One afternoon, we were listening to a cassette dub of some songs that Troy had recorded from the previous weekend. With the permeation of “Rambo” in pop culture and the overarching cultural environment during the Reagan presidency, we listened excitedly to Sgt. Barry Sadler’s “Ballad of the Green Berets” (Troy would eventually become an Army Ranger) over and over. Having heard the anti-war songs featured on Woodstock, I was quite likely already conflicted about this patriotic one hit wonder who glamorized the gallantry of war to great success. Later, we would hear a fun, silly novelty song that made us laugh. Laugh hard at that!
I will never forget hearing “My Ding-A-Ling” for the first time. The voice sounded familiar and it was evident that the song had been recorded live in concert. Amid the stolid surroundings of my friend’s house, something anarchic and forbidden had forced its way into our lives. As pre-teen boys, the double entendre juvenile humor of Chuck Berry’s corniest song was absolutely delicious.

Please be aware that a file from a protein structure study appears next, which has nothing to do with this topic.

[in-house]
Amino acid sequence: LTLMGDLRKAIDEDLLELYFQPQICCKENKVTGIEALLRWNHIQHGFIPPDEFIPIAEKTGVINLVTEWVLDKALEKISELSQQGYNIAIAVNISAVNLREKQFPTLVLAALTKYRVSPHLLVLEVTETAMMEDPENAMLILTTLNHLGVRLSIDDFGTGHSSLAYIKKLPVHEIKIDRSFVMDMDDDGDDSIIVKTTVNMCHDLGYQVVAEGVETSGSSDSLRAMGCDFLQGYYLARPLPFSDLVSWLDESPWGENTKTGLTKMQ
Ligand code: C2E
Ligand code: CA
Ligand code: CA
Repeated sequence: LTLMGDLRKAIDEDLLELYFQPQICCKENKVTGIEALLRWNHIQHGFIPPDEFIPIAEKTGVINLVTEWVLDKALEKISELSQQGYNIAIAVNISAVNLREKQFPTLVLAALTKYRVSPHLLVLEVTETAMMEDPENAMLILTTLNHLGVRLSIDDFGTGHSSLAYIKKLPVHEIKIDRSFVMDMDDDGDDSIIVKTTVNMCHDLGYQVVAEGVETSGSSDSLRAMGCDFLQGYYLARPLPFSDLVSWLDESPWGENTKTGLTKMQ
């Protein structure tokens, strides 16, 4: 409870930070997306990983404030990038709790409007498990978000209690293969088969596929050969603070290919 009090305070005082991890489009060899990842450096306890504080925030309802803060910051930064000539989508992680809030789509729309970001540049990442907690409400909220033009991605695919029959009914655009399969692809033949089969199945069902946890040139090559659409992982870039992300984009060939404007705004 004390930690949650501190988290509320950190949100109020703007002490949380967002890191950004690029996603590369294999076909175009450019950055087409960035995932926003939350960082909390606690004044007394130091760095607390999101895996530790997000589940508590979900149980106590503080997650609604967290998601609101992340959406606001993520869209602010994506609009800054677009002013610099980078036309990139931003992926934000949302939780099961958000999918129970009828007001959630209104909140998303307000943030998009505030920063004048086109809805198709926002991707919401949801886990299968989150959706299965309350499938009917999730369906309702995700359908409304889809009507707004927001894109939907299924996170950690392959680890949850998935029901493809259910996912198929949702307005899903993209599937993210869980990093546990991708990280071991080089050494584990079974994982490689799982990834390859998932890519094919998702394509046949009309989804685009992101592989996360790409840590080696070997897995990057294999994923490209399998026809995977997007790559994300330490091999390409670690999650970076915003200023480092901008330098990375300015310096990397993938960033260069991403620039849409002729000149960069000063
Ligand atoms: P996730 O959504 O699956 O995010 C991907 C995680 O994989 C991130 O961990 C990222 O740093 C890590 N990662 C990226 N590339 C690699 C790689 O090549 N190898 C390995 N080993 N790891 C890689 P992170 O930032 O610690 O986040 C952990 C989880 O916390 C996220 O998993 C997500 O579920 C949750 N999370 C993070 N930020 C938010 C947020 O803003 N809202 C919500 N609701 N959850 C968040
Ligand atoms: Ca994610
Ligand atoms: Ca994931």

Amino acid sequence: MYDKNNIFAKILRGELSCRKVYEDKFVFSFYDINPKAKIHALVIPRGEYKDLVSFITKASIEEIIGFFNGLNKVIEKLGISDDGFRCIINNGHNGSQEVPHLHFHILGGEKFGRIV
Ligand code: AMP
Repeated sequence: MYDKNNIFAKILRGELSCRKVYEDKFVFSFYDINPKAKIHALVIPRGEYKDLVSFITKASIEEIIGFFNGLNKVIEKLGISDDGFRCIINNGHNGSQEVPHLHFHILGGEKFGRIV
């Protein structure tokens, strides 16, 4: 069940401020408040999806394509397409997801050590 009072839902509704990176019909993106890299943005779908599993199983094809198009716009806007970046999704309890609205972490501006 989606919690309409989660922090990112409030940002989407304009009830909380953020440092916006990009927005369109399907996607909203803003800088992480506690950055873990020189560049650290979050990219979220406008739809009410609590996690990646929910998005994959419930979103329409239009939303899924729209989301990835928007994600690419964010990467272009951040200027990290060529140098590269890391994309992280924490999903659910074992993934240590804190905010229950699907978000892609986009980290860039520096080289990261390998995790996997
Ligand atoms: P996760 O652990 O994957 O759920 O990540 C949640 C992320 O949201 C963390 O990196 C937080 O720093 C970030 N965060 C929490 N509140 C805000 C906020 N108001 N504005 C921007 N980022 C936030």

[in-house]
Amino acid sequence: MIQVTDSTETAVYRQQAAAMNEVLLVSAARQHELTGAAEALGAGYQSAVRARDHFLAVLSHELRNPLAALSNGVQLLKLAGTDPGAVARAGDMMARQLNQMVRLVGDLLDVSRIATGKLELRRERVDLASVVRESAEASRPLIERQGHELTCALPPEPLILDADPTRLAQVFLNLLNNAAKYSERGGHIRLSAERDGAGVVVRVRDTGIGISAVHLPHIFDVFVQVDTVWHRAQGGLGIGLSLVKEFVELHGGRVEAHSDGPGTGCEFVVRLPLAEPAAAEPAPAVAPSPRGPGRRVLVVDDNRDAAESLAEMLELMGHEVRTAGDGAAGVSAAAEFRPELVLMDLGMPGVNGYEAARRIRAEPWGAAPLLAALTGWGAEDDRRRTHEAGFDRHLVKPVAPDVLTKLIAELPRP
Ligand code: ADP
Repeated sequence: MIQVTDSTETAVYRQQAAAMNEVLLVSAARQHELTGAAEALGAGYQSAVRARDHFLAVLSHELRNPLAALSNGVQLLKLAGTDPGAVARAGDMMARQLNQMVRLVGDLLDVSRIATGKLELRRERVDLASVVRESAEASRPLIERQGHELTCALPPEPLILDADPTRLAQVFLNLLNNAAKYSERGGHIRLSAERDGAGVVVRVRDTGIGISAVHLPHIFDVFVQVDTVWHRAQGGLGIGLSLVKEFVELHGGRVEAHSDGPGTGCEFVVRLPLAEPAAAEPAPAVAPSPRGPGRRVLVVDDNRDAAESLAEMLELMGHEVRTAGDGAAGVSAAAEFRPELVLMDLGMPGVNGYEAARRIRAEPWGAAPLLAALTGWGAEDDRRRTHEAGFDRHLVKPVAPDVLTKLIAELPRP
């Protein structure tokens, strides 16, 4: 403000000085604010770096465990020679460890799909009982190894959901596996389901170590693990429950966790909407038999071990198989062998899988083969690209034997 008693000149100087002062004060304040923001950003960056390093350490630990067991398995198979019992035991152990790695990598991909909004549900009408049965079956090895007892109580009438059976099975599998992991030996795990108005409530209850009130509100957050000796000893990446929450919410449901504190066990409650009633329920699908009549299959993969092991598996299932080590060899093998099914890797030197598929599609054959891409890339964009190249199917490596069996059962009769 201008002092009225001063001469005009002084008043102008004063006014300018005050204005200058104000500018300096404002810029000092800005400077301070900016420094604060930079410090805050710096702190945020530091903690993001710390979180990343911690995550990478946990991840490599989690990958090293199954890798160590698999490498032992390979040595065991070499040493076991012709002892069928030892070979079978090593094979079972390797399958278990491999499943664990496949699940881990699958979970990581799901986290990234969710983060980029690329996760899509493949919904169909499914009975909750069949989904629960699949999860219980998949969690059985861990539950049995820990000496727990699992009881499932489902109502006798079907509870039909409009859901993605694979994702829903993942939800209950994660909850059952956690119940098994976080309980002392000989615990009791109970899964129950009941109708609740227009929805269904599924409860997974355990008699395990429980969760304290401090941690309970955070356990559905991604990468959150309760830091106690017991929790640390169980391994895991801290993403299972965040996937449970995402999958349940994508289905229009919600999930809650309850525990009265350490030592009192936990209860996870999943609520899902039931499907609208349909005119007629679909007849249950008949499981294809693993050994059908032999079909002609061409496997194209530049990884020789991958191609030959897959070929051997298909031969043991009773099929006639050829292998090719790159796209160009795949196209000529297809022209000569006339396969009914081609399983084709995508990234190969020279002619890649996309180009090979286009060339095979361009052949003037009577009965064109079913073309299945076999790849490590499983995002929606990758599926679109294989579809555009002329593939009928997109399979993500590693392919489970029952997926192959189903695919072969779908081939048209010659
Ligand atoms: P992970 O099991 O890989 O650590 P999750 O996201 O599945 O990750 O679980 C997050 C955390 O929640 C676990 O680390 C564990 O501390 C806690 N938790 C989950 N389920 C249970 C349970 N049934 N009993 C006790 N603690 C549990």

As we began listening to “Ding-A-Ling” over and over, I started to feel the rush of doing something a little dangerous and contradictory to the repressive environment that surrounded us. I realized that not only was going against these constrictive societal norms appealing, it felt great.
This might have been the first moment where I questioned the bland lives that many people around me had chosen to live and was rapidly determining that I probably was not going to ever live a life quite like those that my friend’s and their families were.
I can only imagine that this moment of enlightenment, spurred on by one of Chuck Berry’s silliest songs was just a mere fraction of what people during the mid-50′s must have felt as Berry deftly combined the blues with a countryish twang, bringing an aspect of young black popular culture to a still segregated white America.
As time passes, “My Ding-A-Ling” has lost some of its former allure for me. It is not as bad of a song as many might indicate, but is far from the best and most representative of Berry’s songs. That said, whenever I hear it, I am immediately transported back to a more formative time in my own life where 30 plus years later I can still measure the impact that Berry’s music has so obviously had on my life.
Years ago, I’d heard that the lyrics to Chuck’s great ’64 single “The Promised Land” described a trip through the South along a route that closely paralleled that of the Greyhound bus trip undertaken by the original Freedom Riders of 1961. For purposes of comparison, I used the Wikipedia entry on this important moment in the US civil rights movement because (a) it didn’t seem grossly inaccurate and (b) I’m lazy. Check this out: